In addition to the symbolic value, experts pointed out the North also has practical reasons for carrying out the tests. Even though many efforts have failed, Pyongyang has shown increasing progress in its goal to develop a nuclear-tipped missile that could target the U.S. mainland.
The launch of a KN-15, which was first publicly tested by the North in February, would be an especially worrisome development. The medium-range missile uses solid fuel that already has been loaded, which could boost its mobility, shorten the time needed to prepare for the launch and make it harder to detect.
“That program represents an important increase in the operational capability of North Korea's missile force,” Jeffrey Lewis, of the Middlebury Institute of International Studies at Monterey, Calif., said before the Pentagon update.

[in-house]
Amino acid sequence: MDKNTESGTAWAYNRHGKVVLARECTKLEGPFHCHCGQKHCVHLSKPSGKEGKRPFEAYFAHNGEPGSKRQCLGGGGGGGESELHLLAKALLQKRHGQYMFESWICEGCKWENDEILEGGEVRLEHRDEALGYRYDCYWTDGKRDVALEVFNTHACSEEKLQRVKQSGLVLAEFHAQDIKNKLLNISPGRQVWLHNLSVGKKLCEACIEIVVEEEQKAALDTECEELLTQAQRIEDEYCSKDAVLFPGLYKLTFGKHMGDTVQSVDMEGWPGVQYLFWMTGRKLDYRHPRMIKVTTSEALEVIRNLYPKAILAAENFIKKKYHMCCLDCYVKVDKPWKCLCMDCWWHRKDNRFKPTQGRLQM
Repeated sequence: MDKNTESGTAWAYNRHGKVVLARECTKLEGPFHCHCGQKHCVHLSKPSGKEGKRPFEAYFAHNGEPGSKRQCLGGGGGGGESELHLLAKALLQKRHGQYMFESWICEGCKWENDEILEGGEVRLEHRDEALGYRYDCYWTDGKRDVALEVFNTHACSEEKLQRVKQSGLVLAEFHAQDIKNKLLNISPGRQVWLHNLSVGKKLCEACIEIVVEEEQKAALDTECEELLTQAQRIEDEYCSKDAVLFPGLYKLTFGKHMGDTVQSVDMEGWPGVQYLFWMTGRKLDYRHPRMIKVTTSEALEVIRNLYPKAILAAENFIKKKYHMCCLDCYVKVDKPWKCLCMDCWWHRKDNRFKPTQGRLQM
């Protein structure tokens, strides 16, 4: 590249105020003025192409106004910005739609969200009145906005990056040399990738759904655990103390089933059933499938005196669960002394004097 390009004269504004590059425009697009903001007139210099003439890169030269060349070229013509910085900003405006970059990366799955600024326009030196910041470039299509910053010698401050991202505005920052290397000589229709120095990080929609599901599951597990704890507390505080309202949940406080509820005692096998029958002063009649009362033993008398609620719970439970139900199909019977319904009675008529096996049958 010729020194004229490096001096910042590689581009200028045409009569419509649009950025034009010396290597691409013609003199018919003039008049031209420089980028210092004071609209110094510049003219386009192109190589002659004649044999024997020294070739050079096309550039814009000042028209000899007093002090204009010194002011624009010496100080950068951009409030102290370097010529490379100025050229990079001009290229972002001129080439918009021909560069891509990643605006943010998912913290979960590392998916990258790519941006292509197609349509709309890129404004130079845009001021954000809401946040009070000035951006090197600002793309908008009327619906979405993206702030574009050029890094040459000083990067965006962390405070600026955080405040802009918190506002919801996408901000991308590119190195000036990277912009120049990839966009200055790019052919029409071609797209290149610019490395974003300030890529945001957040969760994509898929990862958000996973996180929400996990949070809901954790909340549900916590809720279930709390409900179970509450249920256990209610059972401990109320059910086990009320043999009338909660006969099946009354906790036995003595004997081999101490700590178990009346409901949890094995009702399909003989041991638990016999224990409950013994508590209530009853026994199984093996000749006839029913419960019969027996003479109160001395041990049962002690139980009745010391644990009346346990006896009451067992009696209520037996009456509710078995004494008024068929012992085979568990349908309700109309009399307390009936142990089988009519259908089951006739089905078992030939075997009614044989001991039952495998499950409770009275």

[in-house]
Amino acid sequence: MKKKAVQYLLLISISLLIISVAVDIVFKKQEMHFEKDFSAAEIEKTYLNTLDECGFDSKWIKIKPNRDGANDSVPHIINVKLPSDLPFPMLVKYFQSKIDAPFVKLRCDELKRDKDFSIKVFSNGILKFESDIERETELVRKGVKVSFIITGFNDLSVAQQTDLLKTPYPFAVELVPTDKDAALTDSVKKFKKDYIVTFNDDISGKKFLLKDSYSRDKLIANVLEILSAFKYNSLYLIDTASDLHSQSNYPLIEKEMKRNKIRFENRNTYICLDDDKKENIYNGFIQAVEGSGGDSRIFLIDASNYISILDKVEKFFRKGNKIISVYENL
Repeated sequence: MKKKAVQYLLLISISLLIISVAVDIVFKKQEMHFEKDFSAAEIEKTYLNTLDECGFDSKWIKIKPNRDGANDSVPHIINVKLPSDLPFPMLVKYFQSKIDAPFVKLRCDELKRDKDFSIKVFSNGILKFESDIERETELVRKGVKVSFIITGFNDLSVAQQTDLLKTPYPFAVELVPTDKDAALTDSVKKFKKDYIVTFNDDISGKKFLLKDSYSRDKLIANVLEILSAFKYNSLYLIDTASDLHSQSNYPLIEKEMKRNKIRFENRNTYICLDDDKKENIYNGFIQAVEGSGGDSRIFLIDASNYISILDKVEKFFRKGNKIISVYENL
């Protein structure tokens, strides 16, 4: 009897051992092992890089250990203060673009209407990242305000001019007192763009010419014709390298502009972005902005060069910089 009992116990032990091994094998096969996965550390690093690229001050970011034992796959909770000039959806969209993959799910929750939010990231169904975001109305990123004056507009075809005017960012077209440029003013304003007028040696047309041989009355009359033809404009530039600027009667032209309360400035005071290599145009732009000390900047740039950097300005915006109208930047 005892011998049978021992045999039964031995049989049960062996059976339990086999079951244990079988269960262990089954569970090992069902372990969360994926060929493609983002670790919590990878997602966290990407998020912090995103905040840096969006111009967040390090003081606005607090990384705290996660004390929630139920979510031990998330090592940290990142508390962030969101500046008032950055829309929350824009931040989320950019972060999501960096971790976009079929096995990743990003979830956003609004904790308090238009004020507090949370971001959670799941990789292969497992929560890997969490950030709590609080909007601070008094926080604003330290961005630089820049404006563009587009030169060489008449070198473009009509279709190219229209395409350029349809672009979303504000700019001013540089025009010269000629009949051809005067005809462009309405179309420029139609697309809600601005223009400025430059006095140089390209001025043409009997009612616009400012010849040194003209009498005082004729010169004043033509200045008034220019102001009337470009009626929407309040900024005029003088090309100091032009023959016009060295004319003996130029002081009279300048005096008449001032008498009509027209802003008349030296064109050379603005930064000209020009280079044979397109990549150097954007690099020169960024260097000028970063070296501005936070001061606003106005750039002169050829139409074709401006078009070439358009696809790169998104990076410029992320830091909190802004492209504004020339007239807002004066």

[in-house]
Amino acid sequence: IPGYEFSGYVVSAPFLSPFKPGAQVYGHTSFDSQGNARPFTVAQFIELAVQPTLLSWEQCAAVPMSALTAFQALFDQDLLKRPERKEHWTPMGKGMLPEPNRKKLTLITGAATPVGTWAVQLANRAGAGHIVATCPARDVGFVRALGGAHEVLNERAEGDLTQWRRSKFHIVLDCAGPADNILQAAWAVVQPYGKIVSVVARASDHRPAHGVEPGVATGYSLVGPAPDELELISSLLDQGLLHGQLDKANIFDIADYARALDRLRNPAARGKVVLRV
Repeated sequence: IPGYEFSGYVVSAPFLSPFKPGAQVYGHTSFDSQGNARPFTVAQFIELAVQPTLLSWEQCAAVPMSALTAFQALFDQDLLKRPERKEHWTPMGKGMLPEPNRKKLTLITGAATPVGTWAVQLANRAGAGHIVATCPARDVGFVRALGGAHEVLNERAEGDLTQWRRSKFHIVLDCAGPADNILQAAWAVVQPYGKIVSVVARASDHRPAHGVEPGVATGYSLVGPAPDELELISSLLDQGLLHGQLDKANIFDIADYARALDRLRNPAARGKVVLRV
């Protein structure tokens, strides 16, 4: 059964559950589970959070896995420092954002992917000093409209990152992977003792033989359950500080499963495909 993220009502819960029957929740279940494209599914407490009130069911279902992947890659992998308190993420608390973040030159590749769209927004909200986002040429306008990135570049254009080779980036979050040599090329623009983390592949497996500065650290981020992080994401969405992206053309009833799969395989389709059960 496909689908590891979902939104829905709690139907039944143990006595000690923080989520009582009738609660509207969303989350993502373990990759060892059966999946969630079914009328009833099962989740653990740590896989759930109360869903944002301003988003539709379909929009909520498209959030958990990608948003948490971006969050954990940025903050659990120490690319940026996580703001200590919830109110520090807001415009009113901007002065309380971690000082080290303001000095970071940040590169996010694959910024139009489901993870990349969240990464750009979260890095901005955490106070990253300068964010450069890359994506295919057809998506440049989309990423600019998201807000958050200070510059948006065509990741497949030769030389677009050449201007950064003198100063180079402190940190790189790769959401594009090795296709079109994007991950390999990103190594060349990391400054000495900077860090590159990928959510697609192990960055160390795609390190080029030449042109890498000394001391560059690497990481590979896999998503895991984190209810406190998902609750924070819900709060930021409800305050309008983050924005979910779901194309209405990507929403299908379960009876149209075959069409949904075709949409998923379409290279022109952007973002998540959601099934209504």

Scud missiles are propelled by a liquid-fuel engine, which limits their mobility, and they have a shorter range.
North Korea also fired four ballistic missiles, three of which landed near Japan’s coast. The U.S. and South Korean militaries also said they had detected a failed North Korean ballistic missile launch on March 22.
The military has been on alert as North Korea watchers have anticipated a provocation this month because of several high-profile events, including the Trump-Xi summit. The North will celebrate the birthday of its late founder and the current leader’s grandfather, Kim Il Sung, on April 15 as well as the anniversary of the army’s creation on April 25.